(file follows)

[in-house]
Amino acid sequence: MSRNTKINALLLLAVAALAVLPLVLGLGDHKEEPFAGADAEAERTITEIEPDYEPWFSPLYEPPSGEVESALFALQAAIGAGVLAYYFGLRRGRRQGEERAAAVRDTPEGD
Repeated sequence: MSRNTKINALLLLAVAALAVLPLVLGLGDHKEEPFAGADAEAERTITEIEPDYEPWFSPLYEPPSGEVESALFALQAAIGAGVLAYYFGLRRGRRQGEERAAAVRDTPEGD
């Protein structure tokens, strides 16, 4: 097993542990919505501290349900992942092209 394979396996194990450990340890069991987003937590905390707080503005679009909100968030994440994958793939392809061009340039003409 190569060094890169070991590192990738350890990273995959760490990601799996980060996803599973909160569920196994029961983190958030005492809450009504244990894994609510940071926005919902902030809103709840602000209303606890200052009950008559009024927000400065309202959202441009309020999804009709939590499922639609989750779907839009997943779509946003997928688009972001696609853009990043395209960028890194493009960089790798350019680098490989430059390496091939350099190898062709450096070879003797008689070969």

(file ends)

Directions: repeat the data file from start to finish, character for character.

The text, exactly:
[in-house]
Amino acid sequence: MSRNTKINALLLLAVAALAVLPLVLGLGDHKEEPFAGADAEAERTITEIEPDYEPWFSPLYEPPSGEVESALFALQAAIGAGVLAYYFGLRRGRRQGEERAAAVRDTPEGD
Repeated sequence: MSRNTKINALLLLAVAALAVLPLVLGLGDHKEEPFAGADAEAERTITEIEPDYEPWFSPLYEPPSGEVESALFALQAAIGAGVLAYYFGLRRGRRQGEERAAAVRDTPEGD
């Protein structure tokens, strides 16, 4: 097993542990919505501290349900992942092209 394979396996194990450990340890069991987003937590905390707080503005679009909100968030994440994958793939392809061009340039003409 190569060094890169070991590192990738350890990273995959760490990601799996980060996803599973909160569920196994029961983190958030005492809450009504244990894994609510940071926005919902902030809103709840602000209303606890200052009950008559009024927000400065309202959202441009309020999804009709939590499922639609989750779907839009997943779509946003997928688009972001696609853009990043395209960028890194493009960089790798350019680098490989430059390496091939350099190898062709450096070879003797008689070969």